webpack-nano

by shellscape

shellscape / webpack-nano

A teensy, squeaky 🐀 clean Webpack CLI

137 Stars 3 Forks Last release: 7 months ago (v1.0.0) Mozilla Public License 2.0 63 Commits 19 Releases

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webpack-nano

webpack-nano tests cover size libera manifesto

A teensy, squeaky 🐀 clean Webpack CLI

webpack-nano
operates on the premise that all options for configuring a webpack build are set via a config file.

Install

Using npm:

npm install webpack-nano --save-dev

Requirements

webpack-nano
is an evergreen module. 🌲 This module requires an Active LTS Node version (v10.0.0+).

Benefits

  • Holy bananas 🍌 it's itsy bitsy
  • Doesn't hit you over the head with an avalanche of flags and options
  • Allows any number of user-defined flags
  • It does one thing: tells webpack to start a build
  • ~90% smaller than webpack-cli and webpack-command

Usage

$ npx wp --help

Usage $ wp [...options]

Options --config A path to a webpack config file --config.{name} A path to a webpack config file, and the config name to run --json Emit bundle information as JSON --help Displays this message --silent Instruct the CLI to produce no console output --version Displays webpack-nano and webpack versions

Examples $ wp $ wp --help $ wp --config webpack.config.js $ wp --config.serve webpack.config.js

Custom Flags

With

webpack-cli
users are limited as to the flags they can use on with the
$ webpack
binary, and are instructed to use the
--env
flag for custom data. Well that's just 🍌🍌. With
webpack-nano
users can specify an unlimited number of custom flags, without restriction.

Say you have a bundle which can be built to use different asset locations from cloud data sources, like Amazon S3 or Google Cloud Storage. And in this scenario you prefer to specify that location using a command-line flag. If you were using

webpack-cli
, you'd have to use the
--env.source
flag (or you'd get a big 'ol error) and use a function for your
webpack.config.js
export. Using
webpack-nano
:
$ wp --config webpack.config.js --source s3
// webpack.config.js
const argv = require('webpack-nano/argv');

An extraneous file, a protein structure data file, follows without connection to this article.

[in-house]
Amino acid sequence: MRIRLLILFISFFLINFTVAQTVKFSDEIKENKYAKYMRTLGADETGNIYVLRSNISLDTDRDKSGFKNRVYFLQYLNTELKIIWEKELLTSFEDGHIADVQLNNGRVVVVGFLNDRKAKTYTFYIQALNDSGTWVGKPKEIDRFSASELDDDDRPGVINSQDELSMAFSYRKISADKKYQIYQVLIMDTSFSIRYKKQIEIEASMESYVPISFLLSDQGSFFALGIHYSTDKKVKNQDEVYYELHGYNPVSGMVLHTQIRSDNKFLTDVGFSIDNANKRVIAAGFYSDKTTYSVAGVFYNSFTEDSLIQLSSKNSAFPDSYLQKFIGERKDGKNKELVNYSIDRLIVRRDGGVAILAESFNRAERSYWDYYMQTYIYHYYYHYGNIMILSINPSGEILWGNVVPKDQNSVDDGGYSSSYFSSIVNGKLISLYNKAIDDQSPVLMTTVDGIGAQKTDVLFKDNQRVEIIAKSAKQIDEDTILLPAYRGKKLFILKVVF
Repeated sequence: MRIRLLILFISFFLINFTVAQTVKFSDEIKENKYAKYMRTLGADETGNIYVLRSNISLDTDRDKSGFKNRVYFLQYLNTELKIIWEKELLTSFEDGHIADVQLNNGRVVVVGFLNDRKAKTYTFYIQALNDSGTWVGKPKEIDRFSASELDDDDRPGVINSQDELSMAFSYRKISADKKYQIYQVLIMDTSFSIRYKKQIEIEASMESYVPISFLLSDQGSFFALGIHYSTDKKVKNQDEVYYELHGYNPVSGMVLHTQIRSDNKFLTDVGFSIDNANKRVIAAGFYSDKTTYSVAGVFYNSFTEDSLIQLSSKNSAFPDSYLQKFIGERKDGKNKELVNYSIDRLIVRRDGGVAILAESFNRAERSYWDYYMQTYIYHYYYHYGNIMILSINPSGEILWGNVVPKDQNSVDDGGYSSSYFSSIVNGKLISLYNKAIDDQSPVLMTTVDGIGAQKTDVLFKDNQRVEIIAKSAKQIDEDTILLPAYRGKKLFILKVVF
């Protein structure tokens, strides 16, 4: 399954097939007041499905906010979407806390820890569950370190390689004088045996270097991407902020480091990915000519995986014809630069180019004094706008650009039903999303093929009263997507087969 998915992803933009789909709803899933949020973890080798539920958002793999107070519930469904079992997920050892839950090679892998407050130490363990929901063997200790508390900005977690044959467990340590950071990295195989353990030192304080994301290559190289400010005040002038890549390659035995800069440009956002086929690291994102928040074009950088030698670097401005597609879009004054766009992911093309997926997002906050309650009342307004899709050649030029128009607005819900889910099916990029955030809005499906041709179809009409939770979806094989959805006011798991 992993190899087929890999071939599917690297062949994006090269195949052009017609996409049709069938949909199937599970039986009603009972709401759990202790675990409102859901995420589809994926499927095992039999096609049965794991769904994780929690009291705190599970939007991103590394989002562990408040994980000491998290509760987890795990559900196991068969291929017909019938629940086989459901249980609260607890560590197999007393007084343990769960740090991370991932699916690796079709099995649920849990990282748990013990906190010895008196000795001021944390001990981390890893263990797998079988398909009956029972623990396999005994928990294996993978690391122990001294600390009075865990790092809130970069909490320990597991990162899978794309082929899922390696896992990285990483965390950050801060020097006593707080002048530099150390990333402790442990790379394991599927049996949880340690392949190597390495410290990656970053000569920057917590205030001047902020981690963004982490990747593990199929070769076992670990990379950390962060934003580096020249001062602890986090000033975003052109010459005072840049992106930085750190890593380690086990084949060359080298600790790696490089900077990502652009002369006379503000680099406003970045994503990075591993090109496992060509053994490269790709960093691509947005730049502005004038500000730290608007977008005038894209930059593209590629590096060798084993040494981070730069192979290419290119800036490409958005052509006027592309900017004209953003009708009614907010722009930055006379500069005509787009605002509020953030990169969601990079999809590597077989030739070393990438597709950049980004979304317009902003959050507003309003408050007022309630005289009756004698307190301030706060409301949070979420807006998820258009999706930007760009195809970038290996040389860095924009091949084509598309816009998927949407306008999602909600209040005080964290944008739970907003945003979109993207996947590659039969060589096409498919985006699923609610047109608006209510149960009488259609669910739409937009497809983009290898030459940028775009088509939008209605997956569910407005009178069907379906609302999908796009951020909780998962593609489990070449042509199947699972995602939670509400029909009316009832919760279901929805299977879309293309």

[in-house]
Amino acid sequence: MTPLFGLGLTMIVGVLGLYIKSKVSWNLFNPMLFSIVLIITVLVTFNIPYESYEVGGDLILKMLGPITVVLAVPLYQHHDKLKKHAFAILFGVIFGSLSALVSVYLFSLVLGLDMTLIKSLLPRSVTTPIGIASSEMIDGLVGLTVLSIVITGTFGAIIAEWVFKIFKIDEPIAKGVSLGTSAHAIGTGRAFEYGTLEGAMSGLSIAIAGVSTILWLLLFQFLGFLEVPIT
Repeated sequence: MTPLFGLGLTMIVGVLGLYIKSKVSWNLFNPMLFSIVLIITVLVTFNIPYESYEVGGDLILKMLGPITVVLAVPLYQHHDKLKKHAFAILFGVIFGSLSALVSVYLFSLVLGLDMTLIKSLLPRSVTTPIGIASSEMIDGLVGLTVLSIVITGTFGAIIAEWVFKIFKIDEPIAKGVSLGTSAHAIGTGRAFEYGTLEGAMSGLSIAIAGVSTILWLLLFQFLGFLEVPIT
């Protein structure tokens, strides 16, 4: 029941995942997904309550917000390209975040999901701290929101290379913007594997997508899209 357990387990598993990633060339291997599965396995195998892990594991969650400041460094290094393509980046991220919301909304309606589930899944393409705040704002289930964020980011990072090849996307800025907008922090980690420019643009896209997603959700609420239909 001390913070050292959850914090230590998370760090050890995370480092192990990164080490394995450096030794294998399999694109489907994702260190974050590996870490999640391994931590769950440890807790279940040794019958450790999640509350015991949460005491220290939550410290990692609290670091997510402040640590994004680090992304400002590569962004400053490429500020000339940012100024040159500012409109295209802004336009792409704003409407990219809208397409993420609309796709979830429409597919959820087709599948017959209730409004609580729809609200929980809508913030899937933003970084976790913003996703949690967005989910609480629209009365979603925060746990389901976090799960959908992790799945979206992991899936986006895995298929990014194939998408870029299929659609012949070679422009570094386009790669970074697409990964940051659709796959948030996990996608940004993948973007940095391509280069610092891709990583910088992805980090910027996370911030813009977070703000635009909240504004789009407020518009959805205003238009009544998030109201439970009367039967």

const { source } = argv;

module.exports = { ... }

✨ Magic. The

webpack-nano/argv
export provides quick and easy access to parsed command-line arguments, allowing the user to define the CLI experience as they want to.

Special Configuration File Types

Webpack configuration files can be written using a variety of module loaders. e.g. Babel or TypeScript.

webpack-nano
allows users to use file types like
webpack.config.babel.js
,
webpack.config.es6
,
webpack.config.mjs
, and
webpack.config.ts
. Users are responsible for installing a compatible module loader when using these special file types. The table below represents the supported file types and their compatible loaders:

| Extension | Compatible Loaders | | ------------| ------------------ | |

.babel.js
|
@babel/register
,
babel-register
,
babel-core/register
,
babel/register
| |
.babel.ts
|
@babel/register
| |
.es6
|
@babel/register
| |
.mjs
|
@babel/register
| |
.ts
|
ts-node/register
,
typescript-node/register
,
typescript-register
,
typescript-require
|

Build Stats

This project attempts not to make assumptions about how a build should behave, and that includes webpack

stats
. By default,

webpack-nano
will apply two
stats
options:
colors
(based on
supports-color
and
exclude: ['node_modules']
). These can be quickly overridden by including these key/values in your stats configuration.

Meta

CONTRIBUTING

LICENSE (Mozilla Public License)

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